Jazz Plus: Ron Wynn introduces his World Music and Blues edition

Each month, usually the first week but sometimes later, we’ll look at new releases on the international front. Those reviews will be augmented with blues discs, as well as soul and gospel items.

Hafez Modirzadeh
Post-Chromodal Out

hafezSaxophonist Hafez Modirzadeh has been honing his concept of “chromodality” for more than three decades. It includes re-tunings, alternate fingerings and pitch, plus embouchure changes. The aim is to integrate Persian and jazz influences while exploring alternatives to traditional harmony. The band’s music is striking and adventurous, though the sound, pace and sensibility proceeds in unexpected, frenetic directions. One definite influence that emerges throughout the two suites is Ornette Coleman, particularly his late ’50s and early ’60s period.  The lines and voicings executed by Modirzadeh and trumpeter Amir ElSaffar often echo the dialogues of Coleman and Don Cherry. Pianist Vijay Iyer’s arresting contributions add another flavor to the mix. Ken Filiano and Royal Hartigan deftly hold the rhythmic center together on bass and drums. They get capable assists from Danongan Kalanduyan, Faraz Minooei and Timothy Volpicella on both unusual (Philippine Kulintang and Persian Santur) and familiar instruments (electric guitar). The opening “Weft Facets” (almost 50 minutes long) is the more ambitious piece, but “Wolf & Warp” (just over 25) offers less rambling and equally inventive playing.

Lo’ Jo
Cinema el Mundo
(World Village)

lo-joThis French ensemble has also been together over three decades, and their specialty has been mixing and matching genres without losing their core sound. This 30th-anniversary project continues this process, as they investigate African folk, French chanson and jazz with an East European tinge. Robert Wyatt brings wild scat vocals to the title cut, while the warm, enchanting voices of the Nid el Mourid sisters underscore the charming (if a bit unorthodox in delivery) leads of Denis Péan. Other special guests are Vincent Ségal and Ibrahim from Tinariwen. Highlights include “La Marseillaise En Créole,” “African Dub Crossing – The Fantoms of An Opera” and “Deux Batons,” but there aren’t any throwaway numbers. The settings range from lush to fiery, while the music stays intense and delightful. The recording was also constructed like a film, with tunes sequenced to give the listener a similar sensation to watching a story unfold on screen. Only in this case, it’s the ears rather than the eyes that are enthralled.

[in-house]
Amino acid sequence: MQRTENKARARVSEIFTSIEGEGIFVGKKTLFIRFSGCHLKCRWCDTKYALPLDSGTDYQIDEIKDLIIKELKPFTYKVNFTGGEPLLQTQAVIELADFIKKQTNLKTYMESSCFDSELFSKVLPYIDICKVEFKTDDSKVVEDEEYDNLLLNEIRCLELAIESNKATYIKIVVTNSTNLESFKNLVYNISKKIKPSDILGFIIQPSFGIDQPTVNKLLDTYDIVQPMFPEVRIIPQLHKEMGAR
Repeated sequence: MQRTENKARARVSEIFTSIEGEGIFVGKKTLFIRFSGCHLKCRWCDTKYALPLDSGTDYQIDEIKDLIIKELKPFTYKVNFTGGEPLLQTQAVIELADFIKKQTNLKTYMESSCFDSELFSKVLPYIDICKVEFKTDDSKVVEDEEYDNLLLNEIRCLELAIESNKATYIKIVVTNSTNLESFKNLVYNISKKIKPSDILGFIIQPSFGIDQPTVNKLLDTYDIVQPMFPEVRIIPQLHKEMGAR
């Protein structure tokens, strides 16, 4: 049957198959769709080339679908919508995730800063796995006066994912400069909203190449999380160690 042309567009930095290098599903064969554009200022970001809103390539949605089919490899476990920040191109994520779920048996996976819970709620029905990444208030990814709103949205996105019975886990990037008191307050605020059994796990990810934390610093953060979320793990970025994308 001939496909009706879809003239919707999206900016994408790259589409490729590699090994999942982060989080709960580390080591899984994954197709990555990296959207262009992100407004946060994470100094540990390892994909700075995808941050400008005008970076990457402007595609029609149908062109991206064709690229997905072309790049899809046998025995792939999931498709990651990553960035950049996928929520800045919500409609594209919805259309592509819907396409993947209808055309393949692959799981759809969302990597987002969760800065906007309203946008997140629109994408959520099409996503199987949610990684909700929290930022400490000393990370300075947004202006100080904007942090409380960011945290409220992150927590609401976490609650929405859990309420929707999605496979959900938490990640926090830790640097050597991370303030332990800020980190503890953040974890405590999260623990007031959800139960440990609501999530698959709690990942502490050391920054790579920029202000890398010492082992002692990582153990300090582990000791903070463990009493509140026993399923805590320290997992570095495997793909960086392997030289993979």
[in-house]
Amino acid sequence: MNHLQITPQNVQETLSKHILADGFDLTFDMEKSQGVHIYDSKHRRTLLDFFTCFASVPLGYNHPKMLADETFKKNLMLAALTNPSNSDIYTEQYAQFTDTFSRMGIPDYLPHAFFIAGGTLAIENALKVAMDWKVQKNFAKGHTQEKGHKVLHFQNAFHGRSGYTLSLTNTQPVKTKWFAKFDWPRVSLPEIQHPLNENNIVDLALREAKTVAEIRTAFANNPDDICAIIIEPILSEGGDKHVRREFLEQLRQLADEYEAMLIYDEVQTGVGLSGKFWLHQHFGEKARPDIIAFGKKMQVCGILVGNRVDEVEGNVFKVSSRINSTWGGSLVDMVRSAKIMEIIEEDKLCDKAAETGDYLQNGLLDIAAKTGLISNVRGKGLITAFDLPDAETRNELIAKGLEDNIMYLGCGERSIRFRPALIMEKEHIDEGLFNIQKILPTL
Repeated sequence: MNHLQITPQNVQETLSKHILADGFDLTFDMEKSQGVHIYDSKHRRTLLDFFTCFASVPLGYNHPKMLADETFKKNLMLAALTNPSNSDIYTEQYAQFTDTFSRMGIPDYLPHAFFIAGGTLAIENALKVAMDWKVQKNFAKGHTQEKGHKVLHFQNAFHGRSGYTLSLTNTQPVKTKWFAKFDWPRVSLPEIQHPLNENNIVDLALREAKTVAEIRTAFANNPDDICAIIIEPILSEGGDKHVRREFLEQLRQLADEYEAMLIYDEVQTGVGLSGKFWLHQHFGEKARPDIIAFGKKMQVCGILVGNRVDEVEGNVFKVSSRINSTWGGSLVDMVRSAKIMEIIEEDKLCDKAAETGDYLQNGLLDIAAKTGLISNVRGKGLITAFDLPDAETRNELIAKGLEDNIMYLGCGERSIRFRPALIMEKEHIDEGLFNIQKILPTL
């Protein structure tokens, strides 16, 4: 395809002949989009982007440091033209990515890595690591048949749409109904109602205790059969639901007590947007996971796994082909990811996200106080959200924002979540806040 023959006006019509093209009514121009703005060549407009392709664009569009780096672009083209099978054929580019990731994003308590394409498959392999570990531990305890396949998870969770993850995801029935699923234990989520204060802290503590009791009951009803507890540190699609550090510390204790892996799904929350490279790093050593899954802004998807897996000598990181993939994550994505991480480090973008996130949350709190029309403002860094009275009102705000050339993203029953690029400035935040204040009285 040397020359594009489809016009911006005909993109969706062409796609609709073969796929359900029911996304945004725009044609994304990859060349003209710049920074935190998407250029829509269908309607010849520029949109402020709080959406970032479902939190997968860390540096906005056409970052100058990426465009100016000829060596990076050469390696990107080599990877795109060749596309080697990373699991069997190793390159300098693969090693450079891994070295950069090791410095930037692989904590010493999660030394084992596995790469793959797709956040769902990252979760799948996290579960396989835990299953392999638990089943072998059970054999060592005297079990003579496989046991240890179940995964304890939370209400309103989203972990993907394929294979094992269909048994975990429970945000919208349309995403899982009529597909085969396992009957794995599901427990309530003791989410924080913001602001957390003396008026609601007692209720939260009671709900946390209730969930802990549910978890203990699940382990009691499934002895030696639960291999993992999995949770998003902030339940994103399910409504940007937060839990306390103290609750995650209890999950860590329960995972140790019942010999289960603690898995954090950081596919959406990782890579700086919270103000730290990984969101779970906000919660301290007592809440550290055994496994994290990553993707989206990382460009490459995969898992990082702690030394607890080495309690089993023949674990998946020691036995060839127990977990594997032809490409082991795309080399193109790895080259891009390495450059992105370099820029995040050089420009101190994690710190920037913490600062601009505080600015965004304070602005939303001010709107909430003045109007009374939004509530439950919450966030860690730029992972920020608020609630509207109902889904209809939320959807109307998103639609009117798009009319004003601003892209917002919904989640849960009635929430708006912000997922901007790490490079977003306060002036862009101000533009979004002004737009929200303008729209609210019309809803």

Andra Kouyate & Seke Chi
(Studio Mali)

saroThrough his collaborations and recordings with Toumani Diabaté and Ali Farka Touré, N’goni (African lute) player Andra Kouyaté has displayed dazzling skills as a soloist and contributing member to their successful groups. Now leading his own band, Kouyaté’s remarkable improvising is impressive on not only the N’goni, but his own invention, the bass N’goni (a deeper, fuller bottom sound), and talking drum. The band rips through devotionals, work tunes, historic and contemporary material. The songs retain an African rhythmic foundation, yet periodically venture into reggae, funk, blues and jazz territory. The title track contains blistering exchanges by Kouyaté with Lassana Diabate on balaphone, while Amadou & Mariam excel on “Lagare.” Principal female vocalist Mah Bara Soumano sets the pace on eight of the disc’s 16 numbers, while Kouyaté adeptly handles the male leads. Still, showcases like “African Union” and “Denguma” (with his brother Bassekou Kouyaté) are best at illustrating Seke Chi’s furious brand of African music spiced with western additives.

Tarrus Riley
(Harmonia Mundi (distribution)

TarrusAt a time when many reggae singers have abandoned the classic sound that merges distinctive backbeats and socially conscious lyrics, Tarrus Riley’s latest release embraces it. While not afraid to try unusual things with arrangements or instrumentation, the disc’s songs aren’t overwhelmed by beats, nor do they ignore the virtues of convincing lyrics and energetic appeals.  Riley nicely updates past tunes like “She’s Royal” and “Pick Up The Pieces.” There’s also a fine version of “Black Mother Pray,” where he’s joined by his father Jimmy Riley (who had the original ’80s hit version). The disc includes more piercing message cuts, among them “Africa Awaits,” and “Marcus Garvey.” The legendary Dean Fraser provided horn charts and also soothing sax backing. Cherry Natural joins Riley on the rousing “System Set.” Fans seeking current reggae that hasn’t completely abandoned the virtues of vintage rockers or lovers’ rock will savor “MeCoustic.”